Master the Art of Business
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Shadow Testing means selling an offer before it actually exists (you have to be upfront with your customers that the offering is still in development). Shadow Testing allows you to get critical feedback: whether or not people are willing to buy your offering.
You can minimize the risk of your project by gathering data from real customers as soon as possible.
The best way to validate the truth of your Critical Assumptions is to test them directly, but going through the entire process of starting the business is needlessly risky and expensive. It's much smarter to minimize your risk by testing your offering with real paying customers before you fully commit to making it real.
Shadow Testing is the process of selling an offering before it actually exists. As long as you're completely up-front with your potential customers that the offering is still in development, shadow testing is a very useful strategy you can use to actually test your CAs with real customers quickly and inexpensively.
Real paying customers are always different than hypothetical customers. Shadow Testing allows you to get a critical piece of customer feedback you can get in no other way: whether or not people will actually pay for what you're developing. In order to minimize the risk you're taking on in committing to the project, your objective should be to start gathering data from real paying customers as soon as possible.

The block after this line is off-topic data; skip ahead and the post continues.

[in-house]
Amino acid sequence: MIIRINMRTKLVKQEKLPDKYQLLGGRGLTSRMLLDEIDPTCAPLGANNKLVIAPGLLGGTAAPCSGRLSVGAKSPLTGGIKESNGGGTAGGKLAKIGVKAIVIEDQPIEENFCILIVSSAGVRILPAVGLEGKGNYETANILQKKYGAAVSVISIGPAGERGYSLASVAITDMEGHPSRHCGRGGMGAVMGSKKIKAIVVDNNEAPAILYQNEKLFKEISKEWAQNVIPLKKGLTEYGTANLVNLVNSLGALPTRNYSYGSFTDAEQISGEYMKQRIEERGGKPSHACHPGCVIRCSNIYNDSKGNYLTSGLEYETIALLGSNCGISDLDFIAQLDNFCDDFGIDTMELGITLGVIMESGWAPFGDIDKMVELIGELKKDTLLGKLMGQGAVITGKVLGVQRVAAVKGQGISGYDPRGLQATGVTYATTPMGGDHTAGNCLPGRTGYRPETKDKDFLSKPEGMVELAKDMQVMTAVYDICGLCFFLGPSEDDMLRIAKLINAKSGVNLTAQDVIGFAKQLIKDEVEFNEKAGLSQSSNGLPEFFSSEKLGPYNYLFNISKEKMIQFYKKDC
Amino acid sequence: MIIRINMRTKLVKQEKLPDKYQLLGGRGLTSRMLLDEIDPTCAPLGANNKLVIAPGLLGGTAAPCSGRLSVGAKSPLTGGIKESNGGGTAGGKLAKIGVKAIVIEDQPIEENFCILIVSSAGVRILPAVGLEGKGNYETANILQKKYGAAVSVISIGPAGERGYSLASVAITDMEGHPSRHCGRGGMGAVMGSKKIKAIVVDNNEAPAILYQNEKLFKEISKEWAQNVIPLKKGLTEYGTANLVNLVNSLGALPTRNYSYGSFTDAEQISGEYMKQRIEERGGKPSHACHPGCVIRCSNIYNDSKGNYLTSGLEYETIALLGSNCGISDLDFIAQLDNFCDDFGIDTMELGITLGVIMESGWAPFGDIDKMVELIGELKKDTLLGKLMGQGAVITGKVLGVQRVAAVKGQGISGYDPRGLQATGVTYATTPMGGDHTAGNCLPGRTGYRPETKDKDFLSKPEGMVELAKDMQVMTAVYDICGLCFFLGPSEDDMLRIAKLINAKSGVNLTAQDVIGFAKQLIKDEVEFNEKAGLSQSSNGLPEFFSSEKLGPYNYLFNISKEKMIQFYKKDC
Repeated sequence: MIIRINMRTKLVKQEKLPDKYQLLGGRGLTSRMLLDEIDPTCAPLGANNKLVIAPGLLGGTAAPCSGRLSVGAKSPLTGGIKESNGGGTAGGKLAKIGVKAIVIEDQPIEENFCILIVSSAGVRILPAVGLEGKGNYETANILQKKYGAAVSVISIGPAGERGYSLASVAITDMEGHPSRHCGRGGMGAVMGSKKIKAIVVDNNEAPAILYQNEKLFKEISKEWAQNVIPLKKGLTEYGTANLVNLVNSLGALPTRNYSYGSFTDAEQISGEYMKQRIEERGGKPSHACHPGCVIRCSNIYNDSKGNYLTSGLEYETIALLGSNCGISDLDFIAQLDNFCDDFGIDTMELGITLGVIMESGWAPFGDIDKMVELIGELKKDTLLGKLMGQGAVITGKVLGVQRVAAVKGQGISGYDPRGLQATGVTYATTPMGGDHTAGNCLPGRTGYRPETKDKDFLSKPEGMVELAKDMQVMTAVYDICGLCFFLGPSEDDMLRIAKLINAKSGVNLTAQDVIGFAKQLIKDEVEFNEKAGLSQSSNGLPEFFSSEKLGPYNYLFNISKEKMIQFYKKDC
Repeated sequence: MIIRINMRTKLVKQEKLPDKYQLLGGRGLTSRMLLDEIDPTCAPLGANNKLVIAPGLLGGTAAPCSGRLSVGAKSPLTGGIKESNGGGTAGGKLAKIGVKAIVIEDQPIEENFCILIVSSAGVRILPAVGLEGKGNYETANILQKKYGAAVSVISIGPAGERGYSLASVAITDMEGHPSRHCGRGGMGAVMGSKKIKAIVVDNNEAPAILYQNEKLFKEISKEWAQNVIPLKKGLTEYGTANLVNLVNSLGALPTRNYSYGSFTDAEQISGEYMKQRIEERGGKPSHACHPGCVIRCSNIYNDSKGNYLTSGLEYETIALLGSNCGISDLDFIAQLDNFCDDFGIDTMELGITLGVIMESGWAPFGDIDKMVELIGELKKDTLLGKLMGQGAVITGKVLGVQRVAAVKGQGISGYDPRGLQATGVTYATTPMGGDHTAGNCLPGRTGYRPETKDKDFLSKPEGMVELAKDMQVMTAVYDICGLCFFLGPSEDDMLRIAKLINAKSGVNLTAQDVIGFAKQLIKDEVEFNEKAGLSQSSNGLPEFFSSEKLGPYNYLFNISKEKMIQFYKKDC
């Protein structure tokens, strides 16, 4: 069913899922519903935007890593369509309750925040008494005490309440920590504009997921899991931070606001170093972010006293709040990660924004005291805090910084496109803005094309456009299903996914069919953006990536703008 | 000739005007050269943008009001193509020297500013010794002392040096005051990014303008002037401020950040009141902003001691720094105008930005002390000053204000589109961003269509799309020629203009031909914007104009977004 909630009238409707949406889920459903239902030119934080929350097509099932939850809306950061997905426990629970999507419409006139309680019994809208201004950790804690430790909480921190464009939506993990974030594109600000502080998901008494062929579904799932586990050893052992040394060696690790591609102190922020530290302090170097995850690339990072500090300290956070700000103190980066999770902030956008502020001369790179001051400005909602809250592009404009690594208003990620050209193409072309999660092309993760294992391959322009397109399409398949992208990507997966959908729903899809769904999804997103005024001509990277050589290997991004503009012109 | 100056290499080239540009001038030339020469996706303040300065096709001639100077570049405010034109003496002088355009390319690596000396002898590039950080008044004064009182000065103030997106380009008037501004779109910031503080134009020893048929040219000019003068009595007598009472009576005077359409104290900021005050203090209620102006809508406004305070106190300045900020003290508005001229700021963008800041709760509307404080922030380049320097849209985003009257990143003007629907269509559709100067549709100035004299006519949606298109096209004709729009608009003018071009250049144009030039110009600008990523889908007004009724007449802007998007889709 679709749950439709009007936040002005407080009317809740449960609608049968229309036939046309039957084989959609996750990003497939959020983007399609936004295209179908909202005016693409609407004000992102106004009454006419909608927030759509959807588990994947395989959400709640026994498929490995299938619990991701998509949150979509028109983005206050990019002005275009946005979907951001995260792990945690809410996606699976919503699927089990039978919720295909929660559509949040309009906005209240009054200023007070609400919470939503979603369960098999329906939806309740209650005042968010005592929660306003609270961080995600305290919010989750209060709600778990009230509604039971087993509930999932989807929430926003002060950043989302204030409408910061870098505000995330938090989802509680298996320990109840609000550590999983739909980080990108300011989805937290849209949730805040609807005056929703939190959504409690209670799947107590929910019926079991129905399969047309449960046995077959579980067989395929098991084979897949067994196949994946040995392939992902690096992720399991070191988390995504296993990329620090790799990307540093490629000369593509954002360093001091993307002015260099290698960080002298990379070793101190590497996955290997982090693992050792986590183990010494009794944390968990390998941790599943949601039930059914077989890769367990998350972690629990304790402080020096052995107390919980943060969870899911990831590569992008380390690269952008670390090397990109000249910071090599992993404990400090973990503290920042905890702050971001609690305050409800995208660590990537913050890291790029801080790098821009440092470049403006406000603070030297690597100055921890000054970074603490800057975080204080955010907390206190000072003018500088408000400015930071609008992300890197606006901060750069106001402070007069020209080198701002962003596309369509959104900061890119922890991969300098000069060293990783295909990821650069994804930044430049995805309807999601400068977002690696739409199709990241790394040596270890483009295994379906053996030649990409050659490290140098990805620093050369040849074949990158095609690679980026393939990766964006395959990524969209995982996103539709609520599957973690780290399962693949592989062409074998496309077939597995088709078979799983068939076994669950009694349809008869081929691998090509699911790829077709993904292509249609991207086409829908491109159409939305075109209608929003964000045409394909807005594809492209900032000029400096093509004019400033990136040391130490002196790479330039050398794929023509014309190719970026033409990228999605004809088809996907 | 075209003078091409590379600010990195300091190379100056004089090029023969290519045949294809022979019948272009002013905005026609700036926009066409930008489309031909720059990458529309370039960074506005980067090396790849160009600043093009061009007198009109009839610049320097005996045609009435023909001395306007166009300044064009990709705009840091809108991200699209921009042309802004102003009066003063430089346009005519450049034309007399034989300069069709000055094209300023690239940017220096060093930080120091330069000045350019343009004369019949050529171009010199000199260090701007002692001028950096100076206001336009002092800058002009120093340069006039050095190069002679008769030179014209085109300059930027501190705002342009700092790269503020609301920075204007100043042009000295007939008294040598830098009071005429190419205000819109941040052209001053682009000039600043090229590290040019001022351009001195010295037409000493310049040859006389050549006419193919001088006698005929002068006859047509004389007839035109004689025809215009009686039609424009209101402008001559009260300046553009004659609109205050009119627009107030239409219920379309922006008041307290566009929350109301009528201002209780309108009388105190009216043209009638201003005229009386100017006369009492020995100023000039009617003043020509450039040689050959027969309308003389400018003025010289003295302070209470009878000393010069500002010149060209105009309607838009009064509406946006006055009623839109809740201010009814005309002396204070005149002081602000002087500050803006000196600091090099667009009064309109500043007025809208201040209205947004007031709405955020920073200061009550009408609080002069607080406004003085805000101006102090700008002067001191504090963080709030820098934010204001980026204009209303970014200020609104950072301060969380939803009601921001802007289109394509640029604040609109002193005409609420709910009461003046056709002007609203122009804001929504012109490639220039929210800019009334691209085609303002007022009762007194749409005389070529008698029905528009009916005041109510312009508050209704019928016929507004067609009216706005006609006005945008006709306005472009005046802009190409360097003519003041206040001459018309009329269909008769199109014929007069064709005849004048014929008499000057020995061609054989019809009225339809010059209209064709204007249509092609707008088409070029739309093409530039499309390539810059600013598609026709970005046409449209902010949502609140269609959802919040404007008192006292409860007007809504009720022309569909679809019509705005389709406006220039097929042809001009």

FitBit is a company that knows the value of shadow testing. Founded by Eric Friedman and James Park in September 2008, FitBit makes a small clip-on personal exercise and sleep data-gathering device. The FitBit device tracks your activity levels throughout the day and night, then automatically uploads your data to the web, where it analyzes your health, fitness, and sleep patterns.
It's a neat concept, but creating new hardware is time-consuming, expensive, and fraught with risk, so here's what Friedman and Park did. The same day they announced the FitBit idea to the world, they started allowing customers to pre-order a FitBit on their Web site, based on nothing but a description of what it would do and a few renderings of what the product would look like.
The system collected names, addresses, and verified credit card numbers, but no charges were actually processed until the product was ready to ship, which gave the company an out in case their plans fell through.
Orders started rolling in, and one month later, investors had the confidence to pony up $2 million dollars to make the FitBit a reality. A year later, the first real FitBit was shipped to customers.
That's the power of Shadow Testing.
"Praemonitus praemunitus." (Forewarned is forearmed.)Roman Proverb
Master the Art of Business